So this time, we were lucky. She didn’t have to swim aimlessly and I reached her quickly. We were both quite breathless with fear, and she recovered much more quickly than I. As soon as I grabbed her, she relaxed but I still had to swim to the shallow end while holding her so I could get her out of the pool. Upon having her four feet once again firmly planted on solid ground, she gave a big shake, scratched one of her ears with a hind foot, and sashayed over to a sunny spot to dry off. It took me a bit longer to settle down.

Lately I’ve been thinking about resilience, and how ironic it is that going through something life-altering and scary, like a cancer diagnosis, would seem to make one more resilient. Before I’d looked tragedy and hardship in the eye, I would have thought that the harder the times, the stronger the person. Maybe that is true for some, but for me it seems to be just the opposite: going through hard times has made me less tough. I’m fearful now when before I was brave. I’m full of anxiety when in the past, I was not worried. I’m would up now, imagining the worst-case scenario before it even has a chance to manifest; before, I wouldn’t even have thought to go there.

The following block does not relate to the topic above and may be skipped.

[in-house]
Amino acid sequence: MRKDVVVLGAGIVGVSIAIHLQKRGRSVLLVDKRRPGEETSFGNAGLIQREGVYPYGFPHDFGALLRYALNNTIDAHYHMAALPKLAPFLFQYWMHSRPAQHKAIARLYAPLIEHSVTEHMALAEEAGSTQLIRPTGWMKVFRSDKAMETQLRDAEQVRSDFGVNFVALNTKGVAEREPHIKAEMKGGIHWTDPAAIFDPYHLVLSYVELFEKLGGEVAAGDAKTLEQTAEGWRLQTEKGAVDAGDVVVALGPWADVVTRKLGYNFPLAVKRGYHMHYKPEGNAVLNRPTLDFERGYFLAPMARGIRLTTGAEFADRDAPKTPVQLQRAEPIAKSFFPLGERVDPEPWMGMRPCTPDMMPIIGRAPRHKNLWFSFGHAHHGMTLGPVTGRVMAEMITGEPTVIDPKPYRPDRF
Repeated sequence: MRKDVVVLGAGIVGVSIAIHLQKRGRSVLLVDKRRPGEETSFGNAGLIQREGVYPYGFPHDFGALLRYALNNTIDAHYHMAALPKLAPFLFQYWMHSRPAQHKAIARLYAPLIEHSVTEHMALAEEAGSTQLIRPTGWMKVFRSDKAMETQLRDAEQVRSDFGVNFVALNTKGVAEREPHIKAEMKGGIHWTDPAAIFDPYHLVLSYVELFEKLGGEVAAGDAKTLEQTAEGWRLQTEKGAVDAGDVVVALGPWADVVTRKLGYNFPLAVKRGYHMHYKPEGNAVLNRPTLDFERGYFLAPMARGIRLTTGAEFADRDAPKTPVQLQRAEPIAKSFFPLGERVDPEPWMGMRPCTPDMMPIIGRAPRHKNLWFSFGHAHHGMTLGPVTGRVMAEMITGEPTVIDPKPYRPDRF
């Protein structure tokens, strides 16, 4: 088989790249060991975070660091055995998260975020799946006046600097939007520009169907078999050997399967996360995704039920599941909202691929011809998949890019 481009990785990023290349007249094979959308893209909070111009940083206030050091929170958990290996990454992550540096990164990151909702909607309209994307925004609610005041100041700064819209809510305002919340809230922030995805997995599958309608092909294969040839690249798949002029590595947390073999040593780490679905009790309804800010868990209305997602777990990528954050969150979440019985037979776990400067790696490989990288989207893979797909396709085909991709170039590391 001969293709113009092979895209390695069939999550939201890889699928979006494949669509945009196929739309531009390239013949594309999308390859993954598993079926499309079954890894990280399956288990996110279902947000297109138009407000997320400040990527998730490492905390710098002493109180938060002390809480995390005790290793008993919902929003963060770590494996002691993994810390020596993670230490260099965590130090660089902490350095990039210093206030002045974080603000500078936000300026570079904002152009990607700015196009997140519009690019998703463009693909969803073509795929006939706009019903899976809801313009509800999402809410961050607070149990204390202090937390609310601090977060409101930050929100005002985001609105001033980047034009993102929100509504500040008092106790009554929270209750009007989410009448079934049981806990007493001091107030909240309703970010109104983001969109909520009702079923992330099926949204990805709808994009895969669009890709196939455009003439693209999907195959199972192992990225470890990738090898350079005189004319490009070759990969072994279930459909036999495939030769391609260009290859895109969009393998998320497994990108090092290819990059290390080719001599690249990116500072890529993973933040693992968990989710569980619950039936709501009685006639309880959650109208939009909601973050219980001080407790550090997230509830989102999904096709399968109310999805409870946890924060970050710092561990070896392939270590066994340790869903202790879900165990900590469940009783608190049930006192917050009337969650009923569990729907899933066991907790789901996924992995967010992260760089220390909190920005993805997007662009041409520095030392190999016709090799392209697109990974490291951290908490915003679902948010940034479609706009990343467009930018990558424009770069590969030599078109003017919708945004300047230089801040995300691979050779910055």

Martin Luther Kind once said, “The ultimate measure of a man is not where he stands in moments of comfort and convenience, but where he stands in times of challenge and controversy.” That’s food for thought, and if anyone should know about adversity and resilience, it would be Dr King. In the abstract, I would wholeheartedly agree with him. In reality, however, my research seems to prove the opposite: the more crap I endure, the worse for wear I become. And that old axiom about “whatever doesn’t kill you makes you stronger” — I’m starting to have serious doubts about that one, too. Long after our little piggie was safe and dry, my brain kept replaying the scene in the pool. A continuous loop of Piper underwater was stuck on “rewind” in my mind.